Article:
Lit Feature

Mother of Invention

Perumal Murugan remembers Amma in his latest book. ♦ Originally published in India Today. I’d been waiting a couple of days to hear back from the writer Perumal Murugan, via an editor who promised to translate my questions into Tamil and his replies to English. That this kind of exchange is possible at all is …

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The Great Trotter Resurrection

Irwin Allan Sealy’s Trotter-Nama comes alive for the third time. ♦ Originally published in India Today. It’s hard to imagine that the author of a book as gargantuan, complex and exuberant as The Trotter-Nama ever suffered such a crisis of faith in his creation — which had been out of print for an extended period — that …

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Floods and Streams of Anarchy

William Dalrymple discusses his new book on the rise of the East India Company ♦ Originally published in Mumbai Mirror.  â€œAt the dawn of the nineteenth century all seemed dark; the stars were paling, and it was not by any means plain what the day was likely to be,” wrote orientalist historian HG Keene in …

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Home of horrors

Joe Sacco and Chris Hedges combine efforts to draw a poignant, disturbing picture of post-capitalist America ♦ Black and white truth has little place in the slippery grey of liberal opinion. Poverty porn or slum tourism are easy dismissals of writing on the human fallout of consumer capitalism. And plenty of people make a fetish …

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Portrait of a lady

The last century of Mughal rule comes to life in The Mirror of Beauty, Shamsur Rahman Faruqi’s compelling picture of Delhi and its wider world ♦    View as PDF Beloved of poets and coveted by kings, conquered and constructed again and again, Delhi in its present avatar is a tough city to love. Yet many …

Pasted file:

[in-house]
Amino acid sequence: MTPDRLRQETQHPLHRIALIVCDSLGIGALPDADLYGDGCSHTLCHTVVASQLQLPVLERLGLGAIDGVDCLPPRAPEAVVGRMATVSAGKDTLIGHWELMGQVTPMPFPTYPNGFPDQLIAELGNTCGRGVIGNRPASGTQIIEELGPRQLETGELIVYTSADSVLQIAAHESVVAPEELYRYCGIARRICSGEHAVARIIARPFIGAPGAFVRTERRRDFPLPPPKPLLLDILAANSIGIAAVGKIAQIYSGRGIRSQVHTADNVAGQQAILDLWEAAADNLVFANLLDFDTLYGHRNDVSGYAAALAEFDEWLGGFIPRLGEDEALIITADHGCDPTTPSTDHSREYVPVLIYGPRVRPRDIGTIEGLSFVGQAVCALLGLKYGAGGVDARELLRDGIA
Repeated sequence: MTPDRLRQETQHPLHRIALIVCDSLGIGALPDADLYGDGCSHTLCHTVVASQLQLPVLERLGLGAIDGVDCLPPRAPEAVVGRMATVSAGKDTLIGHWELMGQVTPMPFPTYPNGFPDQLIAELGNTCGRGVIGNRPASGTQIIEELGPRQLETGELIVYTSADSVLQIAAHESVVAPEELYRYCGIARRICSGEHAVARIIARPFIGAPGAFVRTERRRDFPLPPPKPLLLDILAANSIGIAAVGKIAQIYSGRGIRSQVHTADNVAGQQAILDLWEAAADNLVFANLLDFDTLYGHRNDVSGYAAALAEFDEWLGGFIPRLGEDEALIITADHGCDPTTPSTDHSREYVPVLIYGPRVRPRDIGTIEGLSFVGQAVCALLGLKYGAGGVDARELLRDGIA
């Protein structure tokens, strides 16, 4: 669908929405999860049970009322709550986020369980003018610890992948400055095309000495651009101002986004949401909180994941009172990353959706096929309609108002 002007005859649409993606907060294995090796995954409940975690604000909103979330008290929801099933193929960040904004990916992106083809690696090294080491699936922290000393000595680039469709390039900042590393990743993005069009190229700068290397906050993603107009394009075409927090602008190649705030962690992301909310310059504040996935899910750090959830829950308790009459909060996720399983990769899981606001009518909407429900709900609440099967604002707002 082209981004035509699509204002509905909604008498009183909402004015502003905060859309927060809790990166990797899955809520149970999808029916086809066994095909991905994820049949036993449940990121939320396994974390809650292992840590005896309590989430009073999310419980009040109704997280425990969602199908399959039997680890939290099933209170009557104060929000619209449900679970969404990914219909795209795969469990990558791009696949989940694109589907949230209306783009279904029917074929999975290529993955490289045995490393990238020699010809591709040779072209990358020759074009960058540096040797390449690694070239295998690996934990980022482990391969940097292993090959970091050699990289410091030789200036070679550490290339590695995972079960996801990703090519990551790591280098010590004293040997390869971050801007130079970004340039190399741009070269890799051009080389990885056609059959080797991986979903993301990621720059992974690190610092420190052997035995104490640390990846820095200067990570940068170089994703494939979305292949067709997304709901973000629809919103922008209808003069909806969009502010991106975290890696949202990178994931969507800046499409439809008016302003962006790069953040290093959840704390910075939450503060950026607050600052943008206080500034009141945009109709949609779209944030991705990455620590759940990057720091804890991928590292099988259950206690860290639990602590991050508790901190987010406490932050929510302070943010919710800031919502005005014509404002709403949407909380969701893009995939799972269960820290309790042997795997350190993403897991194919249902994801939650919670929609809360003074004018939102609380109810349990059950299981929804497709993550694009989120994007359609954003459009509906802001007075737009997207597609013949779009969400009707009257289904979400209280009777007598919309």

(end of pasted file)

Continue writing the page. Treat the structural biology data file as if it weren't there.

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Going off script

A cross-border blog spreads the word of South Asian literature ♦ In India, Pakistani writers in English are considered common property. Their books are often published here first, and writers like Mohammed Hanif, Mohsin Hamid, Kamila Shamsie and Nadeem Aslam frequent our literary festivals. But when it comes to contemporary Hindi or Urdu fiction crossing the …

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Cracks in the pavement

Setting out to rediscover Calcutta, Amit Chaudhuri rejuvenates the genre of city writing ♦ Cities have been the incubators of literature since at least the time of Plato in Athens, or of Kabir in Kashi. In turn, they have also played muse, inspiring an entire metropolis of fiction and non-fiction that attempts to describe them. …

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The spectacle of books

Notes from the Jaipur Literature Festival ♦ “This is literature as spectacle” — the phrase was a common refrain at the recently concluded DSC Jaipur Literature Festival. I heard it uttered, worriedly, by publishers, sceptical that all the song and dance would translate into sales. I heard it from journalists, expounding between complaints of the …

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Flaps over jackets

What’s behind the various covers of Indian books? ♦ On the US edition of Behind the Beautiful Forevers, a girl squats in a swamp, surrounded by a slum. Her face, tilted towards a pale, yellow sky, could reflect grief or devotion. The UK and India edition’s cover is the polar opposite – saturated with shades …

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